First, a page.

• Reboot. Sometimes the stuff in the computer’s boot-up sequence that makes the keyboard work gets lost. Restart your computer so it can re-establish itself.
• Do you eat at your keyboard? Does anyone? I say this next solution hesitantly: Bang on the key. Sometimes keys get food between them. If that doesn’t work, turn the keyboard over and see what falls out.

If none of those work, here are some pretty good suggestions from ChatGPT:

## How to Teach Students: Teach Their Parents

If parents don’t value tech, students won’t. If parents are confused by what you teach, they will pass that on to their children. Be open to parents. Answer their questions. Never EVER leave them feeling intimidated. Let them know that lots of people feel exactly as they do.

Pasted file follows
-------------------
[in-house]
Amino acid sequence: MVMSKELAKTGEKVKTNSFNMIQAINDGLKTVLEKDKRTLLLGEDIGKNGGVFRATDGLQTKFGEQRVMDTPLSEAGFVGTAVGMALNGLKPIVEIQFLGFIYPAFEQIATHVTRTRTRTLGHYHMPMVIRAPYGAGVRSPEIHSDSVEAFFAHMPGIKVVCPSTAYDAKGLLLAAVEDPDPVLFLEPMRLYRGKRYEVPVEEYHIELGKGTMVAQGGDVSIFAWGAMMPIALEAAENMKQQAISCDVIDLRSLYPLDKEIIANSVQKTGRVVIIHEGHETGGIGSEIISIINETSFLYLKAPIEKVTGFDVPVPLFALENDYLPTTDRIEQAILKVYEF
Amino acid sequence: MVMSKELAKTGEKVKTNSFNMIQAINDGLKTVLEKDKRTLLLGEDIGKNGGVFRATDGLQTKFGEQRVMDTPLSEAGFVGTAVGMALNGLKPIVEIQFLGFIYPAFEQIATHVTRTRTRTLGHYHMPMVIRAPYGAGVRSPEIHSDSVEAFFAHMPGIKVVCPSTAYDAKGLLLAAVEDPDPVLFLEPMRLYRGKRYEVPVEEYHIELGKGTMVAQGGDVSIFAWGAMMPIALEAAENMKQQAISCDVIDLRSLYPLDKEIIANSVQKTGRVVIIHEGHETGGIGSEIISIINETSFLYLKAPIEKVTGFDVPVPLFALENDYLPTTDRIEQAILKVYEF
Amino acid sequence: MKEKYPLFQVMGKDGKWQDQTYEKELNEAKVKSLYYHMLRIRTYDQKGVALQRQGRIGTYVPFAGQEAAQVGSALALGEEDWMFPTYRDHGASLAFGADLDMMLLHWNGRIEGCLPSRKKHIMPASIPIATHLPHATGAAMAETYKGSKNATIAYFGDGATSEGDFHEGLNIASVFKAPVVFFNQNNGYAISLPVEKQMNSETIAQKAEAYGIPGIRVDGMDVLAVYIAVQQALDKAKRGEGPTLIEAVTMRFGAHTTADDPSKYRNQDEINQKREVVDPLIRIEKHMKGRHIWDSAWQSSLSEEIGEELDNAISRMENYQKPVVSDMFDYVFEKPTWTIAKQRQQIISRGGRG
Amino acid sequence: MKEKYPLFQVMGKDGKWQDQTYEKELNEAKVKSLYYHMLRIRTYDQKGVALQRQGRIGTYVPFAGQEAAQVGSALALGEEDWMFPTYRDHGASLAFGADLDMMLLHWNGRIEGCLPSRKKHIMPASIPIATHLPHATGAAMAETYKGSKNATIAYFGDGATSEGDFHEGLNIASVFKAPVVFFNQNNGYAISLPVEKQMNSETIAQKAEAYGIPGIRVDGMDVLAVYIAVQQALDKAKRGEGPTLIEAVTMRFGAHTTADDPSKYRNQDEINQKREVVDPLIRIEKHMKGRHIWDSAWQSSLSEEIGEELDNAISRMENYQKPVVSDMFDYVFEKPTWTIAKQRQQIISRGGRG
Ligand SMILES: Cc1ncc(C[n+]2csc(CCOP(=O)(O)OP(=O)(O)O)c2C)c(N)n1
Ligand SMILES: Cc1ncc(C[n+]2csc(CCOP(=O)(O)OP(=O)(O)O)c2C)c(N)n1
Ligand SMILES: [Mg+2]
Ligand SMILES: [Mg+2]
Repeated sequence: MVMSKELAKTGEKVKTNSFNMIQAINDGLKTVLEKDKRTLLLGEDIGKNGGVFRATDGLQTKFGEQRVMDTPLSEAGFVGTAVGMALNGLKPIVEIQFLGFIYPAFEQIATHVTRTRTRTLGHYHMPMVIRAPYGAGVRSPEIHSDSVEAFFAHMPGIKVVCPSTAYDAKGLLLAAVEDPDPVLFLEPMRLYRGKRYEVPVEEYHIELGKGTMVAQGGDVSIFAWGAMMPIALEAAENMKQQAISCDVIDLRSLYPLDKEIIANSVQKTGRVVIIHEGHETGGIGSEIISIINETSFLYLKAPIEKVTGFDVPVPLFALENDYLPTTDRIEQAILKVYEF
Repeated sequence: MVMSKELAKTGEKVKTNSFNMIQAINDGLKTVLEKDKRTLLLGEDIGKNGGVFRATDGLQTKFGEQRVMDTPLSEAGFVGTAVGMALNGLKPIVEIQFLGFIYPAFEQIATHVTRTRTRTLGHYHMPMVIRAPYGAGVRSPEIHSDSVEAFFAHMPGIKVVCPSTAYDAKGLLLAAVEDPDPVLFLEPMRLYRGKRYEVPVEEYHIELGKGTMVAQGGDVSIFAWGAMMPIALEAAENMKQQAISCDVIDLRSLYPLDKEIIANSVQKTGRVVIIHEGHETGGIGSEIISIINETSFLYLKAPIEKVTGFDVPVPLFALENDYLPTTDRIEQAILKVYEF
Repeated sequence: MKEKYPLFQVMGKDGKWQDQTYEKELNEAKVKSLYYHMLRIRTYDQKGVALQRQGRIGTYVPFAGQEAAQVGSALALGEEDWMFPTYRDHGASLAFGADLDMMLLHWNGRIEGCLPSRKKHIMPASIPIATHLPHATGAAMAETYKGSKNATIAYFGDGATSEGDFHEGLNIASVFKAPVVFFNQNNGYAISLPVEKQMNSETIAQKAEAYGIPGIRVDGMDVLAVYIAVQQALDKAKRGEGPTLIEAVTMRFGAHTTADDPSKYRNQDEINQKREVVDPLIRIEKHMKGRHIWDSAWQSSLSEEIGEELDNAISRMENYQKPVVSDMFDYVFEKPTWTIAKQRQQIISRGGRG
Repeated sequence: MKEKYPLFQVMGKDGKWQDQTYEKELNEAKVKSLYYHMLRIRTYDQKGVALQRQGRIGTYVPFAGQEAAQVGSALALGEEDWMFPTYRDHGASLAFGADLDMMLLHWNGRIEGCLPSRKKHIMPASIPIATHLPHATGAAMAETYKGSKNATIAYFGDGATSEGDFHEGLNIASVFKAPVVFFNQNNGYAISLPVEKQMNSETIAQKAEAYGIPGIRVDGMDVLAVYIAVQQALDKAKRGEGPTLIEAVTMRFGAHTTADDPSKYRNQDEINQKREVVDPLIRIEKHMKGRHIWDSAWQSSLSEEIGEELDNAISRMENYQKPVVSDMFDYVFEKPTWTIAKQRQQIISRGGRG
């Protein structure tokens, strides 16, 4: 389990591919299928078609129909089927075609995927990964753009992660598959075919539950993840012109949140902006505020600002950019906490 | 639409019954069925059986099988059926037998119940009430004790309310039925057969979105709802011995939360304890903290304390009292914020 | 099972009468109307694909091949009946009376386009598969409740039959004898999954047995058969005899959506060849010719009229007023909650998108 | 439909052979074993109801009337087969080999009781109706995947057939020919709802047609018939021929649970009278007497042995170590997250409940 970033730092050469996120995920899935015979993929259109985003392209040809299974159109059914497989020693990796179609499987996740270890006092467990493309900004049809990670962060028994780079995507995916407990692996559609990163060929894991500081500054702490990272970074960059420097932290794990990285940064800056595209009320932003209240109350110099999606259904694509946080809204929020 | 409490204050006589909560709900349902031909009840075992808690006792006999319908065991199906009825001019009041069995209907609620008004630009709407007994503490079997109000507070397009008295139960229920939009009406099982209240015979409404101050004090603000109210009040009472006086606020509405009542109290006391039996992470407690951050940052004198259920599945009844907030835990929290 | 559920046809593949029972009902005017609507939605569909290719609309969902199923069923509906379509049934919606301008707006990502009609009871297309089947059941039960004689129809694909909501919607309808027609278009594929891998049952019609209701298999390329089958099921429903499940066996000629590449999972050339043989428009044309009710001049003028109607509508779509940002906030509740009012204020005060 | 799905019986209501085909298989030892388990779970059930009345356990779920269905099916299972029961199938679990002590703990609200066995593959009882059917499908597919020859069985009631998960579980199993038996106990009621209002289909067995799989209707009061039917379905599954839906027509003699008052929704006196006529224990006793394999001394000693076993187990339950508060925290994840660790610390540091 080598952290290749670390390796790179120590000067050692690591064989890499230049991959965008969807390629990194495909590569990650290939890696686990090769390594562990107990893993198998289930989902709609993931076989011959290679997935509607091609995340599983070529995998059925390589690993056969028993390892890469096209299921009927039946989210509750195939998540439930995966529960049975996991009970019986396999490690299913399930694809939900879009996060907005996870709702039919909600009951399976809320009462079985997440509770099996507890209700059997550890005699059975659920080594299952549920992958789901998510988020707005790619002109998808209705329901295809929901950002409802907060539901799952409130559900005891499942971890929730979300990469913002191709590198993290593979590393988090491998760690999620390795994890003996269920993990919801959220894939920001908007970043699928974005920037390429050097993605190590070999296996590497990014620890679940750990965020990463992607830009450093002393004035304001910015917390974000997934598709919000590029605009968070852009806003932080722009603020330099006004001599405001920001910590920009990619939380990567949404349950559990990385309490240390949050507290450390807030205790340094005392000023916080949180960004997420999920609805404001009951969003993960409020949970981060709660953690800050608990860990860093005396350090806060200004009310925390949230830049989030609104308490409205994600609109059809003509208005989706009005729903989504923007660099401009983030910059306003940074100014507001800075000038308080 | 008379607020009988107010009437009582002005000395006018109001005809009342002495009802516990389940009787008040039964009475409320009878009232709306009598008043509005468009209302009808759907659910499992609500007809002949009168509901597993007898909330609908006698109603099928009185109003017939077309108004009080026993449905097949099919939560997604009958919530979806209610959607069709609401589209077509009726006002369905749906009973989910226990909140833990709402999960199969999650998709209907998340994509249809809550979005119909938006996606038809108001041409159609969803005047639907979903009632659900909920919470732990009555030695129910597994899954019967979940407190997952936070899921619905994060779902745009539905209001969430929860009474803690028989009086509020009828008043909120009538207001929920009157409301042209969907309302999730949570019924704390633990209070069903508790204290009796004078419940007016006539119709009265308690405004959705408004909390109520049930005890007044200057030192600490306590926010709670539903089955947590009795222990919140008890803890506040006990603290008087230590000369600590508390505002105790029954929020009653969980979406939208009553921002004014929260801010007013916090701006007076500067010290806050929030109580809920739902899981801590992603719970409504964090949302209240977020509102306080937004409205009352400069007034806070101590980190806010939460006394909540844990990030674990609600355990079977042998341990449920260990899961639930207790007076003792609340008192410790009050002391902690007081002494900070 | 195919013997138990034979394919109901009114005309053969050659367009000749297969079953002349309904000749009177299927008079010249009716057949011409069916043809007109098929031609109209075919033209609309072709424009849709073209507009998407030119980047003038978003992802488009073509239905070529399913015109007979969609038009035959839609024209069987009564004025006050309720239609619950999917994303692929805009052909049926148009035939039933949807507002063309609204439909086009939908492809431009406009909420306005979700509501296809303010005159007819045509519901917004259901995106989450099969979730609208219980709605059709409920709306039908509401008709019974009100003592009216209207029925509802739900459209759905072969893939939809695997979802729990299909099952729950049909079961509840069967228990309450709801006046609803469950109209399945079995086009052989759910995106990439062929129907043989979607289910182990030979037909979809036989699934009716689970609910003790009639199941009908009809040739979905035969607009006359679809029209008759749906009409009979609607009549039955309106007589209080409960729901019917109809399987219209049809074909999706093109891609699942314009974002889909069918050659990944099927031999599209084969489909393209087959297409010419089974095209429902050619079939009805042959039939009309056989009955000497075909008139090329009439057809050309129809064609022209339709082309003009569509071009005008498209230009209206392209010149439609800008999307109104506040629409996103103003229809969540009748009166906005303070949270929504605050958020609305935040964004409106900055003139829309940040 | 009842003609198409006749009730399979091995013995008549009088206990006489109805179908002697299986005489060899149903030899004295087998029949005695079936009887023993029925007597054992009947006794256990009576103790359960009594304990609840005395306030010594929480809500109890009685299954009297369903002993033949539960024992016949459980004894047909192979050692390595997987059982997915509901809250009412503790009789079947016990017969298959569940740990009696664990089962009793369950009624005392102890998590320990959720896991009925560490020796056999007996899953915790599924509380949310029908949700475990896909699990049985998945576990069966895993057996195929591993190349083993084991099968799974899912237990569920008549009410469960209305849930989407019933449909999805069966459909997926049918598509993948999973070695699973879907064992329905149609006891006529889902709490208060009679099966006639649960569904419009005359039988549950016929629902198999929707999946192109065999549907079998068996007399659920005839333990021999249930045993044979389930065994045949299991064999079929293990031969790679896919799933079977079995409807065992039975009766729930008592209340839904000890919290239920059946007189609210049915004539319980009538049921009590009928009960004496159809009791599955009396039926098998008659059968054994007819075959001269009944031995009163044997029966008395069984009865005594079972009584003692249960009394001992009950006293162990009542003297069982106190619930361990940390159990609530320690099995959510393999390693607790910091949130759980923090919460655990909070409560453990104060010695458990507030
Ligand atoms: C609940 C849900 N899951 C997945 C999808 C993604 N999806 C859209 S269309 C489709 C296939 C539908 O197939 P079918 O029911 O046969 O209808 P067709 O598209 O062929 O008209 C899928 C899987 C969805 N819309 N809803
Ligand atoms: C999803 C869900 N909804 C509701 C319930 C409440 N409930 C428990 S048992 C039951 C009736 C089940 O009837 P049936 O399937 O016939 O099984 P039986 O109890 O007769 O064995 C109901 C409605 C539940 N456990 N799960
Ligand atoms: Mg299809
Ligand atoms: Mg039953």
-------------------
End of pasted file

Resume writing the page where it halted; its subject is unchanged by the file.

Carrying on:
A great solution I’ve had a lot of success with: Have a parent class. I schedule this after school while parents are waiting for their children to finish enrichment classes or sports. They’re hanging around anyway–why not learn something. Cover topics that parents are asking about, should be asking about, and/or their students are asking about:

• show how to log onto and use the school website
• demonstrate how to use the school online library/lunch order system (or similar)
• review what is being covered in K-5 classes (depending upon who is in the parent class)
• review your philosophy. Model this philosophy as you teach parents
• provide skills parents want, i.e., making a flier for the school soccer team